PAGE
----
McFarland

Wednesday Bible Study by Pastor Tim

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Read Matthew 22:1-14

The lectionary serves up another tough text this week! The last few weeks have given us some “landmines” from the Gospel of Matthew, and today’s parable of the wedding feast is no different. But here we are! So let’s walk into the story, wrestle with it, and see if it gives us a word of truth and grace.

This is the third parable Jesus tells to religious leaders in the temple, two days before the celebration of Passover and Jesus’ arrest and betrayal. The conflict between Jesus and the “chief priests and Pharisees” has boiled over to a point where temple authorities want to arrest him, but are afraid of the crowds (21:45-46). The story Jesus tells in this polarized context is striking and disturbing.

The first question we need to wrestle with is what to do with the extreme violence in this story. A king sends slaves to remind honored guests to come to his son’s wedding banquet. Some people make excuses for why they can’t come, but others abuse and kill the king’s messengers. The king angrily puts the wedding banquet on hold to wage war against the city, razing it and its inhabitants to the ground. After inviting new people to the banquet, the king sees a man at the party not dressed appropriately and has him thrown into the “outer darkness, where there will be weeping and gnashing of teeth.” (22:13) The violence depicted here by the honored guests and by the king’s unhinged response is outrageous.

Yet throughout Matthew’s narrative, there are surprising outbursts of bloodshed. King Herod massacres infants in and around Bethlehem (2:16-18). Herod’s son beheads John the Baptizer (14:1-12). Matthew frequently uses a favorite expression—“weeping and gnashing of teeth”—to describe horrific punishment. (Besides our text today, other examples are 8:11-12 and 25:30). Even as Jesus rejects the response of violence when he is arrested (26:52), he himself undergoes brutal suffering and execution on a cross.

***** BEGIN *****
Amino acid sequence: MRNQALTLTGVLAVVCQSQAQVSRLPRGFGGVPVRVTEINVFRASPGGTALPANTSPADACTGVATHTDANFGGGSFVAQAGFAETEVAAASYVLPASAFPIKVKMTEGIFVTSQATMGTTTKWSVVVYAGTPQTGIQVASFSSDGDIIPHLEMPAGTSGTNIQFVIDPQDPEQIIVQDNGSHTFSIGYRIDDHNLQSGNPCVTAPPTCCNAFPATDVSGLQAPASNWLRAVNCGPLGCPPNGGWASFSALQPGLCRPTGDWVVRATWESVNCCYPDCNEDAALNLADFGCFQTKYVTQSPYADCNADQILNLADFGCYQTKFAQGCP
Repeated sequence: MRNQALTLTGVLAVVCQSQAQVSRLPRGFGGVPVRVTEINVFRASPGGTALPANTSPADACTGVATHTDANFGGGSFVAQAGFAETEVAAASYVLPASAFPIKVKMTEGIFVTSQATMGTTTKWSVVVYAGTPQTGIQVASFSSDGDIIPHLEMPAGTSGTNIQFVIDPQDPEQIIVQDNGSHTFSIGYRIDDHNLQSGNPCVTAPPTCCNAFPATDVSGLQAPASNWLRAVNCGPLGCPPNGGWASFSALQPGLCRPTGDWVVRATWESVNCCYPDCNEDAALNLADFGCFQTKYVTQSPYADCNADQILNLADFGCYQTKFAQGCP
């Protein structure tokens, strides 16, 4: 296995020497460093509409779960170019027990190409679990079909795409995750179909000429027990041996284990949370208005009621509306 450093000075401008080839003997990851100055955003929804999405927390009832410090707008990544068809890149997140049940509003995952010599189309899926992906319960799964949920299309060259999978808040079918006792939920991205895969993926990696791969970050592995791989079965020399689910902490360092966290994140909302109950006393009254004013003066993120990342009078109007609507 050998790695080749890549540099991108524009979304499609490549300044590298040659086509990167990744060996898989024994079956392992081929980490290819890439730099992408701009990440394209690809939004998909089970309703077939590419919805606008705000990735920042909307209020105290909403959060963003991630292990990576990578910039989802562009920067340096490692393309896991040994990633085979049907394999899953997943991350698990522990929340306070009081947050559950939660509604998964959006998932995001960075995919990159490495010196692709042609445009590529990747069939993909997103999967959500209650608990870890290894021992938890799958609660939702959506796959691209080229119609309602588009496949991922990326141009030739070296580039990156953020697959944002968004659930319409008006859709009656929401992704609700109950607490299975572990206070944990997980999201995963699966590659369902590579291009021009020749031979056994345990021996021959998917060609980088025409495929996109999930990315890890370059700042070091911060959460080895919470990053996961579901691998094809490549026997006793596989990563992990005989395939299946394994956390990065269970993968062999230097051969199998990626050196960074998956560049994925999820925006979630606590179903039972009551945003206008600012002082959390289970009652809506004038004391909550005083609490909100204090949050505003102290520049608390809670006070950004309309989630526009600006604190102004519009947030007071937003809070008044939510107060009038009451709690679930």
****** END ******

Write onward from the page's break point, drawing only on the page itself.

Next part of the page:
Author Debie Thomas writes that Matthew uses this device of exaggerated violence, or hyperbole, to force us to see how we project onto God our own human tendencies. “We don’t generally go around professing belief in a God who turns cities into ashes. But do we—consciously or not—present to the world a God who is easily offended, easily displeased, easily dishonored? A God whose holiness rests on the foundation of a righteous and even violent anger?” (Christian Century, “Living by the Word,” Sept. 14, 2017) The outrageous nature of this parable serves as a mirror, forcing us to name and see violent impulses within ourselves and the world.

Another question to wrestle with is Matthew’s tendency to divide humankind into two camps: righteous or wicked, sheep or goat, good or bad, wheat or weed. In this parable, when the king issues a final invitation, it is a mixed crowd of “good and bad” people who fill the wedding hall (22:10). Richard Swanson notes that even though Matthew tends to divide people and judge them accordingly, he ends his narrative with a “mixed” group of disciples, with some worshipping Jesus and some doubting (28:16-17). “For the first time (and in this last scene) Jesus does not send anyone off to the outer darkness.” (Richard Swanson, Provoking the Gospel of Matthew, p. 242-43) In the end, the risen Christ does not send the disciples into punishment, but includes them in his mission of new life.

It is interesting, too, to note that the words in the parable, “Go therefore into the main streets, and invite everyone you find to the wedding banquet” (22:9), find an echo in the risen Christ calling his “mixed” disciples in the Great Commission. Perhaps God is relentless in inviting us to the wedding banquet, and making sure we have the resources and gifts to keep inviting others—the good, the bad, and everyone in between.

Reflection Questions

1) What do you find troubling about this parable of the wedding banquet? How do its troubling aspects relate to our world today?

2) How can the church embody and share an image of God that is full of grace and welcome, rather than hatred and anger?

3) In what ways are we called to invite others to know God’s steadfast love? How do we invite others even as we acknowledge our own mistakes and failures? How do we invite people to see a church not full of perfect people, but “mixed,” simultaneously believing and doubting, saint and sinner?

Extinguish the candle